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News Article

Cattle and Man Evolved Together


A study reported in Nature Genetics has examined the geographic coincidence between milk gene diversity in cattle and the prevalence of lactose tolerance in man.

A study reported in Nature Genetics has examined the geographic coincidence between milk gene diversity in cattle and the prevalence of lactose tolerance in man. Milk from domesticated cattle is believed to have been a valuable food source for human populations for around 8,000 years. However, not all human populations have the genetically determined ability to digest milk lactose in adulthood. The survey of cattle milk genes and lactose tolerance in man reveals that a gene-culture coevolution has taken place between cattle and humans.

In the December issue of Nature Genetics, Albano Beja-Pereira and colleagues in seven European countries looked at the six most important milk proteins in 20,000 cows from 70 breeds. High allelic richness and genetic distinctiveness was found the native cattle from North Central Europe (NCE). They concluded that the region of the map where they found the greatest genetic diversity among cows neatly overlapped both the region with the most lactose tolerant people and with the geographical center of the Neolithic cattle herding culture.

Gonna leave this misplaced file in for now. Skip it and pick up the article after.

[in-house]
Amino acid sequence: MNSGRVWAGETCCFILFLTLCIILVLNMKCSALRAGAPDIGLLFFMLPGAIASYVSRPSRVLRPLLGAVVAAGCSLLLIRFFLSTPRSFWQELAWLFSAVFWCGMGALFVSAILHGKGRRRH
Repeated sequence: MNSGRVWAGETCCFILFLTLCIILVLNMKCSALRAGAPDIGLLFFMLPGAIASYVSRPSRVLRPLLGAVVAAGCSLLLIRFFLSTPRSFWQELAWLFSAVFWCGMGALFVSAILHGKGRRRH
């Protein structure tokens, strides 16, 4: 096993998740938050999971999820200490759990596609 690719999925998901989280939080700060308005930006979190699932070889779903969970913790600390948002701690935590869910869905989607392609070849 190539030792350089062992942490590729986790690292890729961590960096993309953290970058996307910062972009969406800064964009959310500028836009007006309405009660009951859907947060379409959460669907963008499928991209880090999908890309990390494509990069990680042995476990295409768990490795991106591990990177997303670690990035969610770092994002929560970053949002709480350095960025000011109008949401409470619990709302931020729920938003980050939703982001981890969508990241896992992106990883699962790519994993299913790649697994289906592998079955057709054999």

The authors suggest that since Neolithic times there has been a gene-culture coevolution between domestic cattle and human culture that was driven by the advantages conferred by the consumption of milk. This advantage led to the maintenance of larger herds of cattle and selection within them for increased milk yield and altered milk protein composition. This coevolution appears to have influenced the frequencies of the important milk protein genes in cattle and the gene encoding lactase in humans. Archaeological evidence from the NCE region suggests that cattle herd were managed for early weaning of calves, giving more milk for human consumption. Outside the NCE region, rearing for meat consumption led to later weaning in order to optimize weight gain in calves.

The authors conclude that cows and people have had a strong mutual influence on the genetic structure of one another’s populations and that farming has had the effect of increasing the diversity of cattle in NCE to such an extent that they are now a precious resource for the future of agriculture. The study represents the first non-disease-related example of genetic coevolution between humans and domestic animals.

The paper describing the research is entitled "Gene-culture coevolution between cattle milk protein genes and human lactase genes" by A. Beja-Pereira, G. Luikart, P.R. England, D.G. Bradley, O.C. Jann, G. Bertorelle, A.T. Chamberlain, T.P. Nunes, S. Metodiev, N. Ferrand and G. Erhardt and is published in Nature Genetics 35(4), pp. 311-313.

Contact: Dr Albano Beja-Pereira, Universite Joseph Fourier, BP 53, 38041, Grenoble, France
Tel: +33 476635433
Email: albano.beja-pereira@ujf-grenoble.fr
URL: http://www.ujf-grenoble.fr/

Article details

  • Date
  • 01 December 2003
  • Subject(s)
  • Awaiting Classification (2)